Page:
In the questionnaire, petitioners were asked to rank their familiarity with 37 types of investments on a scale of one to five. A score of one indicated no familiarity with the investment while a score of five indicated a high degree of familiarity. Of the 37 investments, petitioners ranked their familiarity with 19 investments with a score of one, 5 investments with a score of two, and 12 investments with a score of three. Petitioners did not rank any investments with a score of four or five. At the bottom of the page, either Mr. Reile or Mrs. Reile wrote "We is dummies!" to highlight their lack of knowledge concerning investments.

After Ciprico became a public company, Mr. Reile exercised his options to purchase 32,000 shares of Ciprico stock. In 1983, he sold 16,000 of those shares for approximately $180,000. Ciprico reported $407,947.72 as wages on Mr. Reile's W-2 Form for 1983. In 1984, Mr. Reile sold his remaining 16,000 shares. The record does not contain the amount realized on the sale. Ciprico reported $268,385.24 as wages on Mr. Reile's W-2 Form for 1984.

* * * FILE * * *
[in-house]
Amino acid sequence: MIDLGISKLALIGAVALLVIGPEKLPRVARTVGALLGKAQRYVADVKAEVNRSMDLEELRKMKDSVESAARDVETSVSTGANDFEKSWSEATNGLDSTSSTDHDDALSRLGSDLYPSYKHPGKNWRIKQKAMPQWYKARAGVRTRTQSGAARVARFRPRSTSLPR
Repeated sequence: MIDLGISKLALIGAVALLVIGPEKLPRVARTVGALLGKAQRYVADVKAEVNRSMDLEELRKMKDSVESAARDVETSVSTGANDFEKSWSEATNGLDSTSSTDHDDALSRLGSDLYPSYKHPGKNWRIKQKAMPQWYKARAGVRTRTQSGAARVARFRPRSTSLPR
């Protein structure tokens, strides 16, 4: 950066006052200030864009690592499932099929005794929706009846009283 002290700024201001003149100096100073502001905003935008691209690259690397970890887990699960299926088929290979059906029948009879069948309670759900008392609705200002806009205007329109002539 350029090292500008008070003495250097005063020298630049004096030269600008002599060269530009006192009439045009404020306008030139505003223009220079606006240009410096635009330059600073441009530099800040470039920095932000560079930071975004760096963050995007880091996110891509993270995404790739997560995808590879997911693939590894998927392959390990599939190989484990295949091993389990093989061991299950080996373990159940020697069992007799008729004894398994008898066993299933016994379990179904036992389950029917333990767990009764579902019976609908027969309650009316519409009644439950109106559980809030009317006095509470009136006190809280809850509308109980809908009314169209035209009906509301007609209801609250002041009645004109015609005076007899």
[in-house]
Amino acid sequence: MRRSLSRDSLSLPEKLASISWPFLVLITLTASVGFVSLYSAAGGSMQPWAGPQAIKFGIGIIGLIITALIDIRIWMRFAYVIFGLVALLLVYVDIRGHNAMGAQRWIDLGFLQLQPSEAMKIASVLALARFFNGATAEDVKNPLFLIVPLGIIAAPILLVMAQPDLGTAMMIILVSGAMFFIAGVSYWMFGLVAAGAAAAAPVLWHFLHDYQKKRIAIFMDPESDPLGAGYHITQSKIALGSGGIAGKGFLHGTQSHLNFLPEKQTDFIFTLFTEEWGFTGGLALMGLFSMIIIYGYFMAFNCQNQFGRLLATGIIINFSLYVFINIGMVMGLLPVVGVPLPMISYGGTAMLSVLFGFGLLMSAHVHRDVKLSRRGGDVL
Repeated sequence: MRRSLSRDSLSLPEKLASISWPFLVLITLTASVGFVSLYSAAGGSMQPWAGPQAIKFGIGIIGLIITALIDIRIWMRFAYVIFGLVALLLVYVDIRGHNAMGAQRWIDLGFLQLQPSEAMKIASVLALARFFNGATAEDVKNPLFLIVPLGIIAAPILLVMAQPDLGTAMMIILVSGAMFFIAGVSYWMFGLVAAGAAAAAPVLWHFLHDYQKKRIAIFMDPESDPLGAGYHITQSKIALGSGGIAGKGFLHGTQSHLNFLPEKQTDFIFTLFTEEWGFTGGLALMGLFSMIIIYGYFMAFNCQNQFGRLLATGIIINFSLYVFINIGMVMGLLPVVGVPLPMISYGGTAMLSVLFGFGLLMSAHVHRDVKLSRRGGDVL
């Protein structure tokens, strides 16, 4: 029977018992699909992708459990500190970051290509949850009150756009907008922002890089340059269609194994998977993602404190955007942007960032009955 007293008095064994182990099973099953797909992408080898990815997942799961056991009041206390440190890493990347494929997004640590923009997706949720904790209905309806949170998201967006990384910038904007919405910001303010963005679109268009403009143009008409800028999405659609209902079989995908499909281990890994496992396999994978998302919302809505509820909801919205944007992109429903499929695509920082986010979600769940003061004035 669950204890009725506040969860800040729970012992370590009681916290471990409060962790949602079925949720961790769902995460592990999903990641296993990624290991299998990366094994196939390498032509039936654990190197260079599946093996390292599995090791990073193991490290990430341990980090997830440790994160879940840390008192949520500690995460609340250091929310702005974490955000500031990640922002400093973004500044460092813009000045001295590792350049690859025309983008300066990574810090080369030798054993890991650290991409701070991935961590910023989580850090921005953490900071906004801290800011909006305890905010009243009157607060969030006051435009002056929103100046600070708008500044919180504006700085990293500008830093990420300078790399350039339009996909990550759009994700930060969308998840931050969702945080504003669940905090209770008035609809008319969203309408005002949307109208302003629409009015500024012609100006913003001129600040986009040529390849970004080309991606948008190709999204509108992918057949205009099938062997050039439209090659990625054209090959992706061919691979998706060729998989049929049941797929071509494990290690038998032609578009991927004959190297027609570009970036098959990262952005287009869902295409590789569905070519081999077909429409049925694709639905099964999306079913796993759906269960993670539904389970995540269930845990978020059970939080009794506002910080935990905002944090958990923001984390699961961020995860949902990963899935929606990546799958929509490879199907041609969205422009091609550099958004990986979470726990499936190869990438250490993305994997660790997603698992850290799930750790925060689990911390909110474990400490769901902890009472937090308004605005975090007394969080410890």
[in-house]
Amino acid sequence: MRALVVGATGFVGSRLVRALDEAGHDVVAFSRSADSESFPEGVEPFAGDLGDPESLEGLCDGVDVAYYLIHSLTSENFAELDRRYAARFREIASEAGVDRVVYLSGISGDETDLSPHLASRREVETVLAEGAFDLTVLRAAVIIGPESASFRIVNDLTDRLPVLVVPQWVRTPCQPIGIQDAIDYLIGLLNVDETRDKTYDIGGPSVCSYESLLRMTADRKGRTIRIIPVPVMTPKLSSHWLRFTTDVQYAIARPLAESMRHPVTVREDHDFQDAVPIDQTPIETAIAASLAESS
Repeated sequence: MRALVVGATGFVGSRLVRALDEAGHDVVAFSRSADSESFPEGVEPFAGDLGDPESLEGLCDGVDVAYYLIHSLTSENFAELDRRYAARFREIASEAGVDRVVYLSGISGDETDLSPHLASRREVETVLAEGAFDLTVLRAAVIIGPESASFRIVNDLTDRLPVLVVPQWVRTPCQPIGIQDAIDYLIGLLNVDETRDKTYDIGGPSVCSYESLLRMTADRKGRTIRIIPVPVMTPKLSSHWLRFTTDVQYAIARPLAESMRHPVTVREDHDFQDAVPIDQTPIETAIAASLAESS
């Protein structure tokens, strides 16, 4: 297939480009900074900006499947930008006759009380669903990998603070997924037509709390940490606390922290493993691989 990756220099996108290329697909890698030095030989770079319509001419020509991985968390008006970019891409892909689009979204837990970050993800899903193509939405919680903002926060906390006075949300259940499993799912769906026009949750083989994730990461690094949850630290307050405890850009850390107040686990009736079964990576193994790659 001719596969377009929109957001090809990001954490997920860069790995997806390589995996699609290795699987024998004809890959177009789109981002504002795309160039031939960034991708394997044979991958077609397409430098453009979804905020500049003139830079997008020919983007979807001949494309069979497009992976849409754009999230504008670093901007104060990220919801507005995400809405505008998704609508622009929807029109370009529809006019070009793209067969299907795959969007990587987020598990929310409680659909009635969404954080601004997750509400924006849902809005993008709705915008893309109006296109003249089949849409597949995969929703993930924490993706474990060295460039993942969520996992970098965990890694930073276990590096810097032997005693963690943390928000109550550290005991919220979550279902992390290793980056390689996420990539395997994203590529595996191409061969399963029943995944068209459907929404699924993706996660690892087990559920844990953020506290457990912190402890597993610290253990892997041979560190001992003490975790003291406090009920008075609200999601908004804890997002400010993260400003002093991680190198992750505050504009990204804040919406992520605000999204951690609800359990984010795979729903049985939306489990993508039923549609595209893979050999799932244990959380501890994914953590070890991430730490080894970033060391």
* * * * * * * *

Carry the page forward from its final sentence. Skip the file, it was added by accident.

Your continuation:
In 1983, Palmer advised petitioners to make an investment in a limited partnership called the Barrister Equipment Associates Series One Hundred Thirty-One, L.P. (The Partnership). The Partnership was formed to print, distribute, and sell books. In addition, The Partnership was formed to lease the lithograph films and metallic plates required to produce hardcover and softcover editions of books. Petitioners invested $37,500 in The Partnership in 1983 and $37,500 in The Partnership in 1984.

Petitioners received a Schedule K-1 from The Partnership showing that they had an ordinary loss of $22,630 and property eligible for an investment tax credit of $778,888 for 1983. For 1984, petitioners received a Schedule K-1 from The Partnership showing that they had an ordinary loss of $45,773 and property eligible for the investment tax credit of $157,376.